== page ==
How the Washington Post saw the game unfold
Hail: Beating Tom Brady and the defending champs
Brady was 5-1 in his career against Washington, including the playoffs, coming into Sunday's game, with his team outscoring the opposition in those six contests 177-74. Brady's only loss to Washington came in his first career start against the burgundy and gold, a 20-17 setback at FedEx Field on Sept. 28, 2003. Ladell Betts and Rock Cartwright had rushing touchdowns for Washington in that game, after which Washington Coach Steve Spurrier said: "We're happy to be 3-1. We realize it could be worse." It would get worse, and Washington finished 5-11.

Sunday's triumph also gave Washington its first win over a defending Super Bowl champion since 2012, when rookie quarterback Robert Griffin III led Mike Shanahan's squad to a win over the New York Giants on "Monday Night Football." Since then, Washington had lost four straight games against the defending champs, including a sweep by the Philadelphia Eagles during the 2018 season.

Fail: Tampa Bay's coin toss decision
The Buccaneers' first mistake? Electing to receive after winning the pregame coin toss. "There were two signs of, I wouldn't call it disrespect, but two signs of just knowing how they feel" Washington safety Bobby McCain said afterward. "The first sign was them taking the ball from the coin toss. If you don't take the ball right there, you get a chance to flip the score at halftime. That lets you know, defensively, they don't think you're worth s---."

The second sign, McCain said, was Tampa Bay's decision to go for it on fourth and one from its own 33-yard line in the first quarter. Brady converted that gamble on a quarterback sneak, but he threw an interception - to McCain - on the next play.

Hail: The longest drive
Washington's 19-play, 80-yard touchdown drive to seal the win in the fourth quarter was the longest by time - 10 minutes 26 seconds - in the NFL this season. Washington converted four third downs en route to the end zone and was 11 for 19 on third down in the game.

According to Pro Football Reference, Washington's impressive march was the second-longest fourth-quarter touchdown drive since 2001, eclipsed only by an Eagles drive against the Indianapolis Colts in September 2018. It was Washington's longest drive at any point in a game since Josh Johnson and Co. took 10:58 off the clock on a 17-play, 93-yard touchdown march in a 25-16 loss to the Tennessee Titans in 2018.

Fail: Brady's first quarter
Brady threw two interceptions in the first quarter for only the third time in his career and the first time since Dec. 23, 2012. Brady's first pick wasn't his fault - Buccaneers wide receiver Jaelon Darden had the ball knocked out of his grasp by safety Kam Curl on what should've been a completion - but the 44-year-old's second turnover was the result of an overthrow. "We started with the ball, and they came away with it," a surly Brady told reporters during his brief postgame news conference. "So thanks, guys. Have a good day."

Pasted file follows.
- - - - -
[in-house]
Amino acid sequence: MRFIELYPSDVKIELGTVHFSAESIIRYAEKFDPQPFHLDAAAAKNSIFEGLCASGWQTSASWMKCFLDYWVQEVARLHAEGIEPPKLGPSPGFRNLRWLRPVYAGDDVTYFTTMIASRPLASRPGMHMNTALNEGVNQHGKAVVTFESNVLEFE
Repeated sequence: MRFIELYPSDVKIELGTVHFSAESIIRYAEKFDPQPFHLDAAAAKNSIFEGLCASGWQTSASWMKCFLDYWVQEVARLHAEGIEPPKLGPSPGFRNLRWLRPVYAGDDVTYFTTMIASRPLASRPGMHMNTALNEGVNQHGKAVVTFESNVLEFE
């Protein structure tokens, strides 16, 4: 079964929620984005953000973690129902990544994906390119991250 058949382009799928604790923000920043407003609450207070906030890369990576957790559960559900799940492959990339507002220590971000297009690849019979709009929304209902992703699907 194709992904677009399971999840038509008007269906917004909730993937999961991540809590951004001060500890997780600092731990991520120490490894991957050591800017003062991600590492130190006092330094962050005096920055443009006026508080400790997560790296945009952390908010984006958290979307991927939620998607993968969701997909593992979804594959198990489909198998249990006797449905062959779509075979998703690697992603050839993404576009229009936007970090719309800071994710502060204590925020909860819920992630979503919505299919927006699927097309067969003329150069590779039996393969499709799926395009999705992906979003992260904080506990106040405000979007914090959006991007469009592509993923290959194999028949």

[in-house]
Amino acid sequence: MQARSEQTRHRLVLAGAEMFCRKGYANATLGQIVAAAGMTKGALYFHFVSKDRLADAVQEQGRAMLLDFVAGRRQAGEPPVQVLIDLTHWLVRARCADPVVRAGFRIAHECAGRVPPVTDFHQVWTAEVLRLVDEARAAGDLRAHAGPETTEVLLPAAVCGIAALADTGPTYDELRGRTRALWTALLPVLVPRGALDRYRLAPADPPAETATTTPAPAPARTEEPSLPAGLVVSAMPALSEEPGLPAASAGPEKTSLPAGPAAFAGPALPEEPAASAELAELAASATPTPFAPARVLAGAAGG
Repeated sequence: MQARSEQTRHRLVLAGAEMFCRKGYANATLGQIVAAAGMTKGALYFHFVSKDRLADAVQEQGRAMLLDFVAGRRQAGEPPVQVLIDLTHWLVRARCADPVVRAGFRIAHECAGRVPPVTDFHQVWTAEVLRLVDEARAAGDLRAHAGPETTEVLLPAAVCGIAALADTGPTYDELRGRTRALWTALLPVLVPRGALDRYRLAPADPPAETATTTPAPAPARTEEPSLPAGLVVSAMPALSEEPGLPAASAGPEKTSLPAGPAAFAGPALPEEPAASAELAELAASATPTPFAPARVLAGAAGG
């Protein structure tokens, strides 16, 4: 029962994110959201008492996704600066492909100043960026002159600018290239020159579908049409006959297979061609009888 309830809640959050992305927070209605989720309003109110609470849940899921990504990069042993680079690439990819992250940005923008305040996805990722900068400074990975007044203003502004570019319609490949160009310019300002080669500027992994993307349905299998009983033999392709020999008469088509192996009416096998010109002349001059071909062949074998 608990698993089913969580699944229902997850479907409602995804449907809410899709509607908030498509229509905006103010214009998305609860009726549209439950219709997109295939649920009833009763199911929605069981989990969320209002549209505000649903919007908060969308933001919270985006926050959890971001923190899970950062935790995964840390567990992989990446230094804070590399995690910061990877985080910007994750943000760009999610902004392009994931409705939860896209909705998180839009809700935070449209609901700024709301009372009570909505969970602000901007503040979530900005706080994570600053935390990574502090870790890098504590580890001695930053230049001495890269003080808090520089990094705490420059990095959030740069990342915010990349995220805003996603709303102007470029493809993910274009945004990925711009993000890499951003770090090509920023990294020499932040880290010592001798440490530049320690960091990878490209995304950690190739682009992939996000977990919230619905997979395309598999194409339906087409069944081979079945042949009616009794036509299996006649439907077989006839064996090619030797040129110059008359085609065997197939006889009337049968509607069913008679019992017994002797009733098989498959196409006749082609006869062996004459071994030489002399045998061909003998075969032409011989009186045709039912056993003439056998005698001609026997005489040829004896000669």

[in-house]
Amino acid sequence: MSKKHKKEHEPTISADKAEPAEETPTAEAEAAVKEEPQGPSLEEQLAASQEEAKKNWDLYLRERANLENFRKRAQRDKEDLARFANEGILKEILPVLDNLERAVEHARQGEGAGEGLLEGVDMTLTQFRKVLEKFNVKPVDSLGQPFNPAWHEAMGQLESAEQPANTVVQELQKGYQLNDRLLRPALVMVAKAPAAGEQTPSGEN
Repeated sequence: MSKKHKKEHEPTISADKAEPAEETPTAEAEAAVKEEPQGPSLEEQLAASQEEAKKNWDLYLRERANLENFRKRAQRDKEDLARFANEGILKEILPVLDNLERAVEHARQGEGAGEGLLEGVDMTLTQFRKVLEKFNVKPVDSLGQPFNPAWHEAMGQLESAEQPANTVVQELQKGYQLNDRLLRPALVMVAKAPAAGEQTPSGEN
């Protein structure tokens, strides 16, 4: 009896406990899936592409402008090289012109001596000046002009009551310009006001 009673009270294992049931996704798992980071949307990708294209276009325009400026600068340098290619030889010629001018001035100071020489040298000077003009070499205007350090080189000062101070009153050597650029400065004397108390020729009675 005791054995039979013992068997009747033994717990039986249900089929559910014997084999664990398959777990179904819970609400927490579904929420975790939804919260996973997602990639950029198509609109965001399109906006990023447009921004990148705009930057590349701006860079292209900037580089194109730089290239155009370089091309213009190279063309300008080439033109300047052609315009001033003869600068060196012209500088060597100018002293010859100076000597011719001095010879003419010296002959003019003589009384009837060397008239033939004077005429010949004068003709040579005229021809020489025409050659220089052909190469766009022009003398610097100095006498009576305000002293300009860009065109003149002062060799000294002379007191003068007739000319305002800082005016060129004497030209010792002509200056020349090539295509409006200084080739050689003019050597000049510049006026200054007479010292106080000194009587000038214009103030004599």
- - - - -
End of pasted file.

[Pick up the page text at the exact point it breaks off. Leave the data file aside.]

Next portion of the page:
The Washington defense, which also drew inspiration from Chase Young's halftime speech, did.

Hail: A "big" lead
How rare was it for Washington, which jumped out to a 13-0 lead in the first half, to be playing from ahead? Before Taylor Heinicke connected with wide receiver DeAndre Carter for a 20-yard touchdown in the second quarter, Washington hadn't led any game by more than six points all season. Somewhat surprisingly, Washington's 3-6 record is only one game worse than the Minnesota Vikings, who are the only team to hold a lead of at least seven points in every game this season.

Fail: William Jackson III's penalty
After missing the previous two games with a knee injury, Jackson returned to the lineup and picked off Brady in the first quarter for his first interception with Washington. The cornerback also committed a foolish and costly penalty as time expired in the first half, pulling Tampa Bay wide receiver Mike Evans down by his face mask at the Washington 25-yard line. Rather than Washington taking a 16-3 lead into the locker room, Jackson's penalty resulted in an untimed down, which Tampa Bay used to kick a field goal and cut the deficit to 10.

Hail: Joey Slye
Washington's third kicker of the season was 3 for 3 on field goals and 2 for 2 on extra points in his WFT debut. That means the former North Stafford High and Virginia Tech standout was 5 for 5 on not having his kicks blocked, which was a welcome sight after the short-lived Chris Blewitt experiment.

Fail: The NFC playoff picture
If the 17-game season ended today, the 5-5 Carolina Panthers would claim the NFC's final playoff spot, which is why, ridiculous as it may seem, Washington will be listed among the teams "in the hunt" for the postseason for the foreseeable future.

Washington securing a top-five draft pick is still more likely, but if you squint hard enough, next week's game against Cam Newton and the Panthers suddenly has playoff implications for both teams. FiveThirtyEight gives Washington a 13 percent chance to make the postseason, while ESPN's FPI gives the WFT a 4 percent chance to clinch a playoff spot in back-to-back seasons for the first time since 1992.

The Washington Post, published 15 November 2021